Mimara also mentions earlier how pigs are look unclean, while snakes shine holy in the eye, which seems like a very biblical/scriptural judgement.

MSJ

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« Reply #8 on: July 25, 2016, 07:48:29 am »
I asked Bakker about this in the Q&A. Morality is objective on Earwa, so the beliefs of men do nothing and cannot change it. No, I'd have to assume the JE is Bakker's way to show us the true morality of things.
“No. I am your end. Before your eyes I will put your seed to the knife. I will quarter your carcass and feed it to the dogs. Your bones I will grind to dust and cast to the winds. I will strike down those who speak your name or the name of your fathers, until ‘Yursalka’ becomes as meaningless as infant babble. I will blot you out, hunt down your every trace! The track of your life has come to me,

Viridius

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« Reply #9 on: July 25, 2016, 08:39:52 am »
Interesting discussion.

Mandos, Titan & Cosi, we all seem to be thinking similar thoughts & having similar doubts.

Odium:
Quote
...what we see are three races who share enough emotional and cognitive overlap that they all fear an eternity of torment
Indeed, but for me the question remains as to whether some one is exploiting that fear, even cultivating it.

Odium:
Quote
I think we definitely receive confirmation that Hell is real to the Inchoroi and to the Nonmen independently and that they reached awareness of it independently of each other.
I wonder if someone out there has a reference for that. Is it so clear? Not that is unreasonable.

Odium:
Quote
H speculates in another thread that Mimara will answer the No-God's question... that would be a great scene.
Wow, yes! I had always thought that it would be Achamian... unless he was in there asking the question himself! ;-)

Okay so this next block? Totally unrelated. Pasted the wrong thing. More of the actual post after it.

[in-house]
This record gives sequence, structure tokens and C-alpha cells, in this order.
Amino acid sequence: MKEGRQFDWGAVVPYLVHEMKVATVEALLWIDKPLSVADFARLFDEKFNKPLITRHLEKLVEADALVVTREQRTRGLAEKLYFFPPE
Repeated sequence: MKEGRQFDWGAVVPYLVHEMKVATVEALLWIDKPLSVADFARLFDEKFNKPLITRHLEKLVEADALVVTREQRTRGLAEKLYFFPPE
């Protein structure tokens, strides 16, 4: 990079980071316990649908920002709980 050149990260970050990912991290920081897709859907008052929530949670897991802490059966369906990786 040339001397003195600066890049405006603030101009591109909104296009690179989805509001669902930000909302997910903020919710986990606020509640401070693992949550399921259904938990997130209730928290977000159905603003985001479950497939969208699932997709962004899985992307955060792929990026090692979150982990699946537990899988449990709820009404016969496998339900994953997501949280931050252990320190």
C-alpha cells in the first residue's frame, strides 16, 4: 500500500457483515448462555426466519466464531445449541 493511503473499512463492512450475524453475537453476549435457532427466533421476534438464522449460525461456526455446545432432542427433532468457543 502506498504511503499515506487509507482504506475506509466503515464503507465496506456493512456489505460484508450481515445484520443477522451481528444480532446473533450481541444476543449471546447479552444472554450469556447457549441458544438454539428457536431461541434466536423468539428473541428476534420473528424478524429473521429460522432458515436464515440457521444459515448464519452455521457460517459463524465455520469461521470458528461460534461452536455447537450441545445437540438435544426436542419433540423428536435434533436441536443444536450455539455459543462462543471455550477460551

MSJ: I saw & included your answer from RSB in my post, thanks. It's an important point. I suppose I just don't feel comfortable with that idea! As if these books were meant to make us feel comfortable. LOL. I'm curious about how morality can ever be objective anywhere. (Except in the minds of certain kinds of philosophers & religious zealots.) I suppose it goes back to my original question: is it just a premise that we have to accept, like a McGuffin in a SciFi tale? To which you are, I gather, saying: "Yes it is." If we accept sorcery as a premise, then why not eternal damnation?

What do people that this eternal damnation is? Being soul-eaten by the Gods & Ciphrang?

Meanwhile... he said pedantically... the term soul is used a lot. What is that?

For the record, I'm not a reductionist-materialist so-called skeptic of the Dawkins/ Hitchins variety I just like thinking outside the box & asking interesting questions.
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MSJ

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« Reply #10 on: July 25, 2016, 08:54:28 am »
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MSJ: I saw & included your answer from RSB in my post, thanks. It's an important point. I suppose I just don't feel comfortable with that idea! As if these books were meant to make us feel comfortable. LOL. I'm curious about how morality can ever be objective anywhere. (Except in the minds of certain kinds of philosophers & religious zealots.) I suppose it goes back to my original question: is it just a premise that we have to accept, like a McGuffin in a SciFi tale? To which you are, I gather, saying: "Yes it is." If we accept sorcery as a premise, then why not eternal damnation?

I see where your coming from and it's why I asked Bakker the question. I argued a lot about it at Westeros the past couple of years. I was wrong, Bakker says morality is objective. So, I guess in these books, on Earwa, yes it's something we just have to accept.
“No. I am your end. Before your eyes I will put your seed to the knife. I will quarter your carcass and feed it to the dogs. Your bones I will grind to dust and cast to the winds. I will strike down those who speak your name or the name of your fathers, until ‘Yursalka’ becomes as meaningless as infant babble. I will blot you out, hunt down your every trace! The track of your life has come to me,

MSJ

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« Reply #11 on: July 25, 2016, 08:59:27 am »
Though I think that Kellhus is trying to stop is said damnation. The God and the Hundred are separate. And the 100 are the ones whom feed off damnation. Have basically set up the system so that everything leads to damnation.